Shares of BP plc (ADR) (NYSE:BP) haven’t perform well during the year. The 2010 oil spill kept the company’s stock from rising. The negative PR the company endured also didn’t help BP’s stock to recover. Is this company out of woods? Has done worse than other oil companies 2012? Let’s examine the recent developments related to British Petroleum.
The company’s credit default swap (five years, in US dollar) has declined in recent years: it has decreased from nearly 160 back in September 2011 to nearly 71 as of last week. Moving even further back, the company’s CDS reached 630 basis points back in mid-2010. The current price of 71 means the annual premium is $71 thousand in case of a default of $10 million of debt within the next five years. The sharp fall in the CDS is another indication for the company’s slow recovery and regaining the confidence of both bondholders and shareholders in this company’s financial stability.
The chart below presents the developments of the 5 year CDS price in the past few years (weekly prices).
One of the reasons for the decline in the CDS price is the company’s drop in uncertainty vis-à-vis its oil spill cost. Moreover, BP was able to raise $38 billion from the $42.2 billion the company decided to allocate for funding the cost and fines of the 2010 oil spill. But not all is well, the company still faces the civil trial of the states that could result in a higher than planed compensation. The suing States include Louisiana, Alabama, Mississippi and Florida. Some analysts speculate these States’ will demand for an additional $34 billion for economic and property damages. For now, these numbers aren’t substantiated but are likely to impede the growth of BP’s stock; as the trial will progress it will become clearer if there is any reason for BP to start selling additional assets to cover additional cost for the oil spill.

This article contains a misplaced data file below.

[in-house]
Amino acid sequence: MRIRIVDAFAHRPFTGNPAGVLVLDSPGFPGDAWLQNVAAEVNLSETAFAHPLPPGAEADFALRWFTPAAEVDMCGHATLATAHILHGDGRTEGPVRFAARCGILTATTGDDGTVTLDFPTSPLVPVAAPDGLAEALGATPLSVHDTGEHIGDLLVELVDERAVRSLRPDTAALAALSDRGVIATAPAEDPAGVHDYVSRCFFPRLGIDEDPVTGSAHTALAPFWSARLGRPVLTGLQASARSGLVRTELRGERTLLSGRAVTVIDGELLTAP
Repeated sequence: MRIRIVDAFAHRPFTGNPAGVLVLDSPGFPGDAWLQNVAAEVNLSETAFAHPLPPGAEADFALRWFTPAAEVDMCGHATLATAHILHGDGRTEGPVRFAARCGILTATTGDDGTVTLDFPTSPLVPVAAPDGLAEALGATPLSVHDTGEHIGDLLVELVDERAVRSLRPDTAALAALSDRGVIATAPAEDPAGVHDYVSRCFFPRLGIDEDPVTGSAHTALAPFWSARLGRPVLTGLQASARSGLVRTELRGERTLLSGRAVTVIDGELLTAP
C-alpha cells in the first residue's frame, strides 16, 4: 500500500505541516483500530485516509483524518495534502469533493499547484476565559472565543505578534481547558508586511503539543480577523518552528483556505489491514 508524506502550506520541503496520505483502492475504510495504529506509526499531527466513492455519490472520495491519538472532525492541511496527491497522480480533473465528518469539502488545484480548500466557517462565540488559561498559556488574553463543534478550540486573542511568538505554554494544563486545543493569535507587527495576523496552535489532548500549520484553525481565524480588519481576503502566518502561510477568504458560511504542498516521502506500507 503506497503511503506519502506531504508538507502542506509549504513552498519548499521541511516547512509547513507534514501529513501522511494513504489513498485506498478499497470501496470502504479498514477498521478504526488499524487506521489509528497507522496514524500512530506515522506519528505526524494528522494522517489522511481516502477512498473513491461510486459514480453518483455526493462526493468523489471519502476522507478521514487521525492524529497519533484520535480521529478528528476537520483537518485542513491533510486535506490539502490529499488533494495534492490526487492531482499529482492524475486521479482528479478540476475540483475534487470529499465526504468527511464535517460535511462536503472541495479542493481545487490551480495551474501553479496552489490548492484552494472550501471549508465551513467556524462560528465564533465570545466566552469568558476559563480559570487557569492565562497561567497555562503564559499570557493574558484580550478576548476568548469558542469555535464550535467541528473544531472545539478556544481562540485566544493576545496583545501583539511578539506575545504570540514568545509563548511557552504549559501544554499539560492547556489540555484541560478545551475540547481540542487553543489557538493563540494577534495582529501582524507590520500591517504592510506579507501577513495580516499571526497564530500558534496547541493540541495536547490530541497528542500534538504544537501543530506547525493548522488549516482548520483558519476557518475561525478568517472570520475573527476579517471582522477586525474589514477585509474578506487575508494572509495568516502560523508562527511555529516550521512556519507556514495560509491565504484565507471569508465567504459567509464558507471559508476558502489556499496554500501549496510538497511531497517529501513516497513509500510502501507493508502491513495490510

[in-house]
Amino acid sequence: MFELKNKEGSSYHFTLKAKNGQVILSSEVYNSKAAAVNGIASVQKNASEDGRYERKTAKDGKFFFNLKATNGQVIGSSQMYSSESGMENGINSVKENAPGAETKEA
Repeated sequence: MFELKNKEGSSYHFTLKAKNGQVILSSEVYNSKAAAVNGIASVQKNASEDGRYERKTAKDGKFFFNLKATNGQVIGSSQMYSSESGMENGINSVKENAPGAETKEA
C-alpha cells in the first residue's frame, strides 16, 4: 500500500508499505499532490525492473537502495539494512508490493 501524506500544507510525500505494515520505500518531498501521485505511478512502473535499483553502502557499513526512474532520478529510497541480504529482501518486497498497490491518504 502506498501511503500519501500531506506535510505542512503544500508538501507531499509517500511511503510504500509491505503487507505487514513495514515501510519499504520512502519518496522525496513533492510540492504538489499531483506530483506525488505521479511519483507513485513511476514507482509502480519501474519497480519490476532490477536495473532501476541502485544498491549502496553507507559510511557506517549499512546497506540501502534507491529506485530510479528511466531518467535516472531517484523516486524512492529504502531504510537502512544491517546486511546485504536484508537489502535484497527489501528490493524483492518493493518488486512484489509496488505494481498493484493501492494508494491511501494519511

BP’s revenues inched down by 0.7% during 2012 (year-over-year). But BP wasn’t the only company that didn’t have growth in revenues in 2012. Other leading oil and gas companies including Exxon Mobil Corporation (NYSE:XOM) and Royal Dutch Shell plc (ADR) (NYSE:RDS.A) have also had a no-growth year: Exxon’s revenues also declined by 0.8% during 2012 and Shell’s revenues fell by 0.6%. BP’s operating profit, on the other hand, took a beating and declined from 10.3% in 2011 to 5.1% in 2012. After controlling for goodwill provision and other accounting provisions the company’s operating profit would have reached 6.8%. This a much lower rate than its top competitors: Exxon’s profitability was 16.3% in 2012 and Shell’s was 11%. So even though BP’s revenues didn’t grow in 2012, other leading oil and gas companies also didn’t record any growth in revenues.